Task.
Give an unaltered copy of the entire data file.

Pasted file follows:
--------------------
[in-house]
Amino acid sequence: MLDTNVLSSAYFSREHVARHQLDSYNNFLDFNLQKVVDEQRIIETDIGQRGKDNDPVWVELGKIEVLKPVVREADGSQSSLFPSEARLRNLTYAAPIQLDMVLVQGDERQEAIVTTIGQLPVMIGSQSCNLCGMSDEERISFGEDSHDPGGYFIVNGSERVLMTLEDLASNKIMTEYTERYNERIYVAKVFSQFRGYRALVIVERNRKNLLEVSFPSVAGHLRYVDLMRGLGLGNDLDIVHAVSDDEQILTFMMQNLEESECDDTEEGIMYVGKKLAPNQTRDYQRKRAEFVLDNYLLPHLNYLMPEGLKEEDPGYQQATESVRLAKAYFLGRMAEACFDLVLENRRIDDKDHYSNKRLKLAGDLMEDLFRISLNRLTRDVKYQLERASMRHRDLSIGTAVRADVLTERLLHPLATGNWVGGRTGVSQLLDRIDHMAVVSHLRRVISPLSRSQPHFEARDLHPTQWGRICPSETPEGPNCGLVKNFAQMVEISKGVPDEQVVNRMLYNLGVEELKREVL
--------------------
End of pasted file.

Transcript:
[in-house]
Amino acid sequence: MLDTNVLSSAYFSREHVARHQLDSYNNFLDFNLQKVVDEQRIIETDIGQRGKDNDPVWVELGKIEVLKPVVREADGSQSSLFPSEARLRNLTYAAPIQLDMVLVQGDERQEAIVTTIGQLPVMIGSQSCNLCGMSDEERISFGEDSHDPGGYFIVNGSERVLMTLEDLASNKIMTEYTERYNERIYVAKVFSQFRGYRALVIVERNRKNLLEVSFPSVAGHLRYVDLMRGLGLGNDLDIVHAVSDDEQILTFMMQNLEESECDDTEEGIMYVGKKLAPNQTRDYQRKRAEFVLDNYLLPHLNYLMPEGLKEEDPGYQQATESVRLAKAYFLGRMAEACFDLVLENRRIDDKDHYSNKRLKLAGDLMEDLFRISLNRLTRDVKYQLERASMRHRDLSIGTAVRADVLTERLLHPLATGNWVGGRTGVSQLLDRIDHMAVVSHLRRVISPLSRSQPHFEARDLHPTQWGRICPSETPEGPNCGLVKNFAQMVEISKGVPDEQVVNRMLYNLGVEELKREVL